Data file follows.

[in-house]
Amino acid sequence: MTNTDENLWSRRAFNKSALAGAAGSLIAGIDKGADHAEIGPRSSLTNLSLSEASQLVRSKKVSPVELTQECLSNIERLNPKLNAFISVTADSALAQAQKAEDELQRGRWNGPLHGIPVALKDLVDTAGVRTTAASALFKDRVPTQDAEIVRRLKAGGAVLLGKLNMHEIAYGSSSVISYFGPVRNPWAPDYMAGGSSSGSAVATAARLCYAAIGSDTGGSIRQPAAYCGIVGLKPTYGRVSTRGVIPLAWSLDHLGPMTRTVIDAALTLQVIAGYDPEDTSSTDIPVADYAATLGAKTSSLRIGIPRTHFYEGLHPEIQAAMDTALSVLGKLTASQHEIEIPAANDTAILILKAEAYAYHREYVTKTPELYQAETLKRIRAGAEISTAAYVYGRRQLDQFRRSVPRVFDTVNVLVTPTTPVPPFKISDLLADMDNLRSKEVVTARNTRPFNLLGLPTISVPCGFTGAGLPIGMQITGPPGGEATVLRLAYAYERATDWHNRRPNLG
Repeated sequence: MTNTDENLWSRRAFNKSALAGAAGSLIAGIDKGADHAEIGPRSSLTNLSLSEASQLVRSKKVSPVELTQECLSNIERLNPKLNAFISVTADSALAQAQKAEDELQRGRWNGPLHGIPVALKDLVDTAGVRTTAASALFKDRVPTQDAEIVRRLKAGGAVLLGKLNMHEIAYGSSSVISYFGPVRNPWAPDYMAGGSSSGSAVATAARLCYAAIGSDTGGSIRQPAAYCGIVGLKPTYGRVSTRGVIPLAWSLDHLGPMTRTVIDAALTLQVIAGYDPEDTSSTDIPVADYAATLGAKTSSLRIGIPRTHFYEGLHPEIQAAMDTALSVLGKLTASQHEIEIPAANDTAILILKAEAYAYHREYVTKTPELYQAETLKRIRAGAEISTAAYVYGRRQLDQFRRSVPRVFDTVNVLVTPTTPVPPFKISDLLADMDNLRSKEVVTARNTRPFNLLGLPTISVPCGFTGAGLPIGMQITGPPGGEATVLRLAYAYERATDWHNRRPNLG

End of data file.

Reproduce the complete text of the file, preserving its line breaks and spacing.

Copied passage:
[in-house]
Amino acid sequence: MTNTDENLWSRRAFNKSALAGAAGSLIAGIDKGADHAEIGPRSSLTNLSLSEASQLVRSKKVSPVELTQECLSNIERLNPKLNAFISVTADSALAQAQKAEDELQRGRWNGPLHGIPVALKDLVDTAGVRTTAASALFKDRVPTQDAEIVRRLKAGGAVLLGKLNMHEIAYGSSSVISYFGPVRNPWAPDYMAGGSSSGSAVATAARLCYAAIGSDTGGSIRQPAAYCGIVGLKPTYGRVSTRGVIPLAWSLDHLGPMTRTVIDAALTLQVIAGYDPEDTSSTDIPVADYAATLGAKTSSLRIGIPRTHFYEGLHPEIQAAMDTALSVLGKLTASQHEIEIPAANDTAILILKAEAYAYHREYVTKTPELYQAETLKRIRAGAEISTAAYVYGRRQLDQFRRSVPRVFDTVNVLVTPTTPVPPFKISDLLADMDNLRSKEVVTARNTRPFNLLGLPTISVPCGFTGAGLPIGMQITGPPGGEATVLRLAYAYERATDWHNRRPNLG
Repeated sequence: MTNTDENLWSRRAFNKSALAGAAGSLIAGIDKGADHAEIGPRSSLTNLSLSEASQLVRSKKVSPVELTQECLSNIERLNPKLNAFISVTADSALAQAQKAEDELQRGRWNGPLHGIPVALKDLVDTAGVRTTAASALFKDRVPTQDAEIVRRLKAGGAVLLGKLNMHEIAYGSSSVISYFGPVRNPWAPDYMAGGSSSGSAVATAARLCYAAIGSDTGGSIRQPAAYCGIVGLKPTYGRVSTRGVIPLAWSLDHLGPMTRTVIDAALTLQVIAGYDPEDTSSTDIPVADYAATLGAKTSSLRIGIPRTHFYEGLHPEIQAAMDTALSVLGKLTASQHEIEIPAANDTAILILKAEAYAYHREYVTKTPELYQAETLKRIRAGAEISTAAYVYGRRQLDQFRRSVPRVFDTVNVLVTPTTPVPPFKISDLLADMDNLRSKEVVTARNTRPFNLLGLPTISVPCGFTGAGLPIGMQITGPPGGEATVLRLAYAYERATDWHNRRPNLG